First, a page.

However, that doesn’t mean your comfort zone is always comfortable. Maybe you have a self-image that says you can’t speak in public, so you always panic. Once, in high school, you panicked and ran off the stage when you had to give a speech. Then, as an adult, you had to make a few brief presentations and you were terrified every time. Your palms were sweating, your mouth was dry and your creativity went out the window; you couldn’t remember a thing you wanted to say. Your self-talk says you can’t do it. You’re no good at speaking in public. Maybe the other people at the presentations say the same thing, so you believe it. Now your comfort zone is about being uncomfortable. I always panic when I try to speak in public. It’s part of what you expect from yourself.
So, what happens if one day you’re feeling pretty good? You realize there’s nothing to be afraid of; you know everybody in the room. Maybe you do a few breathing exercises to stay calm. And then you get up and speak with no problem at all. In fact, you almost enjoy it! Well, somewhere in your brain, alarm bells will start going off. That’s not right! That’s not who you are! Something’s wrong here! Now you feel really uncomfortable, maybe in a different way. You just don’t “feel like yourself,” even though you’ve made a breakthrough! You can run back to your comfort zone and tell yourself it was a fluke, or you can choose to get past the discomfort and change your self-image.
The same thing happens if you do something “beneath you.” Maybe you’re always on time. People know you to be very punctual. But one day, for no real reason, you’re late for a meeting. That’s not like you; you’re out of your comfort zone. That can’t be right. So, somehow, without even realizing it, you creatively correct it. You instantly have the motivation to get back to your comfort zone to be on time.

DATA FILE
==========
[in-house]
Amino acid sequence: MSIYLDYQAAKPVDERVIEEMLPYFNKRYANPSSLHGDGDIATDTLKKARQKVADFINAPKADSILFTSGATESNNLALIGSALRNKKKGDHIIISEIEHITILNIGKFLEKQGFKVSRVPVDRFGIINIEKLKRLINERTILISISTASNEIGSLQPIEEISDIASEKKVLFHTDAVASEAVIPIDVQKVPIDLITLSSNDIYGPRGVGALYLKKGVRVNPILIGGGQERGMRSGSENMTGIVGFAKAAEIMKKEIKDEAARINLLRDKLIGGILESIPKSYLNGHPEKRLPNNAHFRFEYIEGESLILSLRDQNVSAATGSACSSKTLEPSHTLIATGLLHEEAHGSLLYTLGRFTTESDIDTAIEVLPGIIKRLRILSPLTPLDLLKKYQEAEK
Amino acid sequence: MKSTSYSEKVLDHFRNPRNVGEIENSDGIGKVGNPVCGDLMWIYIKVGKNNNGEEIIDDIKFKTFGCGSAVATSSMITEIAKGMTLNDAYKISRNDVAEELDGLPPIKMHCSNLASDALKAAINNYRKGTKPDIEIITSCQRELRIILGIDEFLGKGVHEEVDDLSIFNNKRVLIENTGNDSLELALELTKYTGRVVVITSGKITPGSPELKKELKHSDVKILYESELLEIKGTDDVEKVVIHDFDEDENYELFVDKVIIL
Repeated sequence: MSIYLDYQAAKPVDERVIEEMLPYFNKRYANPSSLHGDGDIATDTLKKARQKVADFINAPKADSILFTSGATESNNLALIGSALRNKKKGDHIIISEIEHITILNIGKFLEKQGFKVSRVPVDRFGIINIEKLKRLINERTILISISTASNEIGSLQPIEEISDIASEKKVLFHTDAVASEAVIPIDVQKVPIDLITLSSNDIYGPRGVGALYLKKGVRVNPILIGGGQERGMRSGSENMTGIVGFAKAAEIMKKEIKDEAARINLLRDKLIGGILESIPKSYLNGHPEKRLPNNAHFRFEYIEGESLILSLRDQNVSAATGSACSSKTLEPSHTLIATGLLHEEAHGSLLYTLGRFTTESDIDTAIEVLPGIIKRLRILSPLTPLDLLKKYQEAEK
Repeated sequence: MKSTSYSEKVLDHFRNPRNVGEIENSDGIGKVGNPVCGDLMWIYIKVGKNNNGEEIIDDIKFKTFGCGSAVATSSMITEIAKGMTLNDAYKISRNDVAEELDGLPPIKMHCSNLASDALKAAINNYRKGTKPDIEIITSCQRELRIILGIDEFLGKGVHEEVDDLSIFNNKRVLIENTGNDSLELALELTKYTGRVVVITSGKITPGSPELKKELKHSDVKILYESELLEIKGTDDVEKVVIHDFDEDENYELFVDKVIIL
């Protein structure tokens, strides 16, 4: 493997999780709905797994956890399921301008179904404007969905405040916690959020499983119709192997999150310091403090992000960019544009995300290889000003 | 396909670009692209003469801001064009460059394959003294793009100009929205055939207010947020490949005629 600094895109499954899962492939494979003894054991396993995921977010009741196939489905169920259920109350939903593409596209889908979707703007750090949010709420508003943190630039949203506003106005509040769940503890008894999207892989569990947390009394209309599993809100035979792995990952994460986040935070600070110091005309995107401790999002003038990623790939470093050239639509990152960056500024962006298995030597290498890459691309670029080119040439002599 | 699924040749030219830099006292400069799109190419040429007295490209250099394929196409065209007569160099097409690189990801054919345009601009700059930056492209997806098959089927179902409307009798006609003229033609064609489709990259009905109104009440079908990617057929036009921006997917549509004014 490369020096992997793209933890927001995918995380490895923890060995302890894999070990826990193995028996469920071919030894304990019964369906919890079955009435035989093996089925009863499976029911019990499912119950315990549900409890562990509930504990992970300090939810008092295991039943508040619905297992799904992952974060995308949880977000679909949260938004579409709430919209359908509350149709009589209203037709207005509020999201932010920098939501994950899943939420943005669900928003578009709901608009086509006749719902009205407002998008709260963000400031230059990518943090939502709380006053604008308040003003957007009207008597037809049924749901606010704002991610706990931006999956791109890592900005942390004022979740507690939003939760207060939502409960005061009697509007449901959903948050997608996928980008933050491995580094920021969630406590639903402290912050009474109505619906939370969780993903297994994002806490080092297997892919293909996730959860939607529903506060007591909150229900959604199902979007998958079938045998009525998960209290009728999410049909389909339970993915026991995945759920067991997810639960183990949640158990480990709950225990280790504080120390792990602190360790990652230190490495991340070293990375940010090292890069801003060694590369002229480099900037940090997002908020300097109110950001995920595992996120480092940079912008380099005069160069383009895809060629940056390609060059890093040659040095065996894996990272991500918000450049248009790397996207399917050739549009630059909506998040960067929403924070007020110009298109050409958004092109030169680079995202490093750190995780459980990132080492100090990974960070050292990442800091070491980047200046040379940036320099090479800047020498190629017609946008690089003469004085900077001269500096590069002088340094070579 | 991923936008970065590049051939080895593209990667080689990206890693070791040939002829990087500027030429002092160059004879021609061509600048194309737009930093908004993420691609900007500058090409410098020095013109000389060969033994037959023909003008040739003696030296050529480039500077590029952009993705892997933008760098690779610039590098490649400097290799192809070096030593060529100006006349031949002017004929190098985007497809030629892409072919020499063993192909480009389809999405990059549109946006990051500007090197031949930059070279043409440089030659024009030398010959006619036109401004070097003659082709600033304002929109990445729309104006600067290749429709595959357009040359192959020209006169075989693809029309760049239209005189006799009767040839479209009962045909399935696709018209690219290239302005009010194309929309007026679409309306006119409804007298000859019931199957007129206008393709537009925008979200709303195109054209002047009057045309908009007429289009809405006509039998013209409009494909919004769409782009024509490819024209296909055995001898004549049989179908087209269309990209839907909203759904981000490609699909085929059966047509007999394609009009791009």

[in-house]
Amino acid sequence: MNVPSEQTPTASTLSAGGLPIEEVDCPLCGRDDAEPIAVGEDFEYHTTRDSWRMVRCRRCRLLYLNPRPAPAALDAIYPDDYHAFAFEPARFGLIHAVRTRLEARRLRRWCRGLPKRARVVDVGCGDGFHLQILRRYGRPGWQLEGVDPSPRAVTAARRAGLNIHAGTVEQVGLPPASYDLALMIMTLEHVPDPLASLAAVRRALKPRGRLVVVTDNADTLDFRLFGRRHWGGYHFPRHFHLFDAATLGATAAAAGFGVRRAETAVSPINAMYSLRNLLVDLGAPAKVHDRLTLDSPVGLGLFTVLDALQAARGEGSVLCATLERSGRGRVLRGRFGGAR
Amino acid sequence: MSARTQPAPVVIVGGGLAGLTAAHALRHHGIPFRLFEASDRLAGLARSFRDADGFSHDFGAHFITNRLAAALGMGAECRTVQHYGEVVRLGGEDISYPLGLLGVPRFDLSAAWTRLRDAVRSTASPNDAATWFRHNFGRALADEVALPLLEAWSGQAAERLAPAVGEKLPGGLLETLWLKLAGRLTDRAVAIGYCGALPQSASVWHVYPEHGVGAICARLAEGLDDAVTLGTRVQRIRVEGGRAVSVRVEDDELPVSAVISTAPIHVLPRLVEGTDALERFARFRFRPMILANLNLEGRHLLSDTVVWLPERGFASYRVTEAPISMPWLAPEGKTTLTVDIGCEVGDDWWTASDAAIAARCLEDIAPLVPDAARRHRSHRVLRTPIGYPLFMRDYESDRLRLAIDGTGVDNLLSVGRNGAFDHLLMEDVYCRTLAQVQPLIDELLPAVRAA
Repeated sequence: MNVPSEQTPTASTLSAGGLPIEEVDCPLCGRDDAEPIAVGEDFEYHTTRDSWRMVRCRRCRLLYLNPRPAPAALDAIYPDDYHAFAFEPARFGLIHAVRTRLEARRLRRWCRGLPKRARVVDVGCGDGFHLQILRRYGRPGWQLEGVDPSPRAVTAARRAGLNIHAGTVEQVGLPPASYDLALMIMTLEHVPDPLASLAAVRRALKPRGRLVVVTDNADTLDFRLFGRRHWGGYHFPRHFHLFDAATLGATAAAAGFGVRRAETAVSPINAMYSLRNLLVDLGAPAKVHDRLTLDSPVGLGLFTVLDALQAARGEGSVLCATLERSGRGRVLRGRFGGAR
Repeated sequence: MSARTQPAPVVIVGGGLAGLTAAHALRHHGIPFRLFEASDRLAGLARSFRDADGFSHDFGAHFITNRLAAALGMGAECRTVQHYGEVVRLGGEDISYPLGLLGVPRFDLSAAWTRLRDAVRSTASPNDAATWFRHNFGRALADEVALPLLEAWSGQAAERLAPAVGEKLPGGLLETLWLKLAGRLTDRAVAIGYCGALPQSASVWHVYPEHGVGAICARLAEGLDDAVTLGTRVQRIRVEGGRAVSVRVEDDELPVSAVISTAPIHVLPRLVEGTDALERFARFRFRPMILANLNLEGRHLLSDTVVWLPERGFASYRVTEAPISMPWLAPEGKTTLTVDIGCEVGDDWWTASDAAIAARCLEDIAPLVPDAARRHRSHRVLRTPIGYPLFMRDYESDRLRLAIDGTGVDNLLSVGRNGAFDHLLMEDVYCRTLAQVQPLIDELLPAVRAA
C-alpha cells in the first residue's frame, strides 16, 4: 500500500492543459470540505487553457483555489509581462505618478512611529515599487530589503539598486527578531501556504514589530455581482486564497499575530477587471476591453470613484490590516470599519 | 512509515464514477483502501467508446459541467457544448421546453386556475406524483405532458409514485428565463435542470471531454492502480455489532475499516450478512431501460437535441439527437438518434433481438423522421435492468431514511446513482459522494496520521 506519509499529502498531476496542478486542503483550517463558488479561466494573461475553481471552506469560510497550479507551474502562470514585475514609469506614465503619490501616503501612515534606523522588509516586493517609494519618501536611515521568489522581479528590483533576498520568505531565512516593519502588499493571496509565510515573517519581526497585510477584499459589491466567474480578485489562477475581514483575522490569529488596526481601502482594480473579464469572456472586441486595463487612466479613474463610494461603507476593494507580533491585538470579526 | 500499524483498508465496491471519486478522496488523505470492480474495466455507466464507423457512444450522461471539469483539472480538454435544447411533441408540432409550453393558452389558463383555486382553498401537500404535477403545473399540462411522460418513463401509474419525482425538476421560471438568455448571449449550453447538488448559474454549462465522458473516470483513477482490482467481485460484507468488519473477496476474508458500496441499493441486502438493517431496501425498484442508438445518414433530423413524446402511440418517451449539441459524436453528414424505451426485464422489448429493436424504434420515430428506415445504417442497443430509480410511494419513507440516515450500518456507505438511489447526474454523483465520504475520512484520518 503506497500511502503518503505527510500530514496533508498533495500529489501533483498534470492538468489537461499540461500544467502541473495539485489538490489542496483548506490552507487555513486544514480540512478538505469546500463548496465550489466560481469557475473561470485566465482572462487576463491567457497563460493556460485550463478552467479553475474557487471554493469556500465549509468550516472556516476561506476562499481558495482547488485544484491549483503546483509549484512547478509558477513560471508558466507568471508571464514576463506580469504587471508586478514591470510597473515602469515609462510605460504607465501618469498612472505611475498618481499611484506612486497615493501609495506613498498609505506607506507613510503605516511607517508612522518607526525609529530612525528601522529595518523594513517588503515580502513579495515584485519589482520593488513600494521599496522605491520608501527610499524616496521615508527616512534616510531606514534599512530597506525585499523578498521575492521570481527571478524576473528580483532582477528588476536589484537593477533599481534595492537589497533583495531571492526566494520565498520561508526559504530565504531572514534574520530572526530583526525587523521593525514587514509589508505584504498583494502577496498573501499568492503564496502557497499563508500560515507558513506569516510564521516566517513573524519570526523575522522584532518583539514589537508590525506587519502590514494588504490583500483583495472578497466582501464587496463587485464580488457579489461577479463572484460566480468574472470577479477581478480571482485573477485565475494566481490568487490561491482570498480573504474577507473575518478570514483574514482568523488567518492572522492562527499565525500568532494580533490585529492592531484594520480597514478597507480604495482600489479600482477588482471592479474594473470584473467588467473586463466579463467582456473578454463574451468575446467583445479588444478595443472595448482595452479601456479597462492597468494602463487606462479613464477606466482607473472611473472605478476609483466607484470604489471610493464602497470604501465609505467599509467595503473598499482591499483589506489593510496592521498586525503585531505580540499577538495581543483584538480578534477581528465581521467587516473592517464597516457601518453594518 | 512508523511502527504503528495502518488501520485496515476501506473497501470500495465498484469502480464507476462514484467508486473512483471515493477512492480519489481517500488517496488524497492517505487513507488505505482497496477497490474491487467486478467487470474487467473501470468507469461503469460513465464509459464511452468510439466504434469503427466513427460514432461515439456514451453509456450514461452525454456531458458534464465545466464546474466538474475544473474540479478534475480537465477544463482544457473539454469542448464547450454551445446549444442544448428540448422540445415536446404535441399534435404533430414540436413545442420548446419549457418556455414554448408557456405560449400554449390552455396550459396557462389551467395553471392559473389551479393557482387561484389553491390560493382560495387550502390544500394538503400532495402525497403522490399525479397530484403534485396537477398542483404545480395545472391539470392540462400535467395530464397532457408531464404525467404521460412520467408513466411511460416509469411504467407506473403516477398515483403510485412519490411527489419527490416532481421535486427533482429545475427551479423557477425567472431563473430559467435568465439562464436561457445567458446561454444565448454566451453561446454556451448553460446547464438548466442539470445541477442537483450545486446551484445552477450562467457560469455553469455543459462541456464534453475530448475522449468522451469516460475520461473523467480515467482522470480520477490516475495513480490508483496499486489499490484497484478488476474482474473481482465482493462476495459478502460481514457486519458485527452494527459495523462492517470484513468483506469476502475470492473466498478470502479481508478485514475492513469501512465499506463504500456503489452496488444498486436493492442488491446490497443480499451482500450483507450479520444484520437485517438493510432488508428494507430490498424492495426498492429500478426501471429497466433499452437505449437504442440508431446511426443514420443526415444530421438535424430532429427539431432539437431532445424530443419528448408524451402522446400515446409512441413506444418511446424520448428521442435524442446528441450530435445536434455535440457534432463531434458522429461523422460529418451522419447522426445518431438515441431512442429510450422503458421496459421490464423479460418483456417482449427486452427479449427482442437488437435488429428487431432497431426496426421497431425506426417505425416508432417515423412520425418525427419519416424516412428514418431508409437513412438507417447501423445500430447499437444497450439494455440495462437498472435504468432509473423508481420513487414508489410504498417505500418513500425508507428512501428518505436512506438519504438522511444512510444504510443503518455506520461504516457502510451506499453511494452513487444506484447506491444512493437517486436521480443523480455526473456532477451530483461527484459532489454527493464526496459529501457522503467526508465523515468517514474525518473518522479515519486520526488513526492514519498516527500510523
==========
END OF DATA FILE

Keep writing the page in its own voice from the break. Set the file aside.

We all have it. We all see ourselves in certain ways and do our best to maintain that self-image—for better or worse. We stay within our comfort zones in every area of our lives. If you look around a little, you’ll immediately see where the lines of that zone are drawn. Think about these questions and you’ll see what I mean:
• What types of friends are good enough for you?
• What type of house is good enough for you?
• How many units sold is good enough for you?
• How much income is good enough for you?
• How much gross is good enough for you?
All of these things say something about your self-image, both personally and for your business. They help define your comfort zone. Your business is directly driven by your comfort zone.
So, are we locked into our present comfort zone? Absolutely not. The best way to get beyond your comfort zone is to challenge the way you think about yourself. The best way to get your sales team to a new and more successful comfort zone is to challenge their current comfort zone settings. You challenge and inspire them to go where they didn’t think they could go just by affirming that they are better then average. The best salespeople focus on being the best each and every day. The entire day is part of the sales process, not just one sale. That means the salesperson is not waiting for an up, but is being proactive in finding the deal.
Decide what you want your sales to look like for a day, a week or even for the whole year. Then, when you walk onto the floor each morning, remind yourself: I sell one car a day; I’m that good at what I do. And when you make that sale, tell yourself (and keep telling yourself): That’s like me; I’m that good at what I do. Congratulations, you’ve just changed your comfort zone!
Vol 5, Issue 11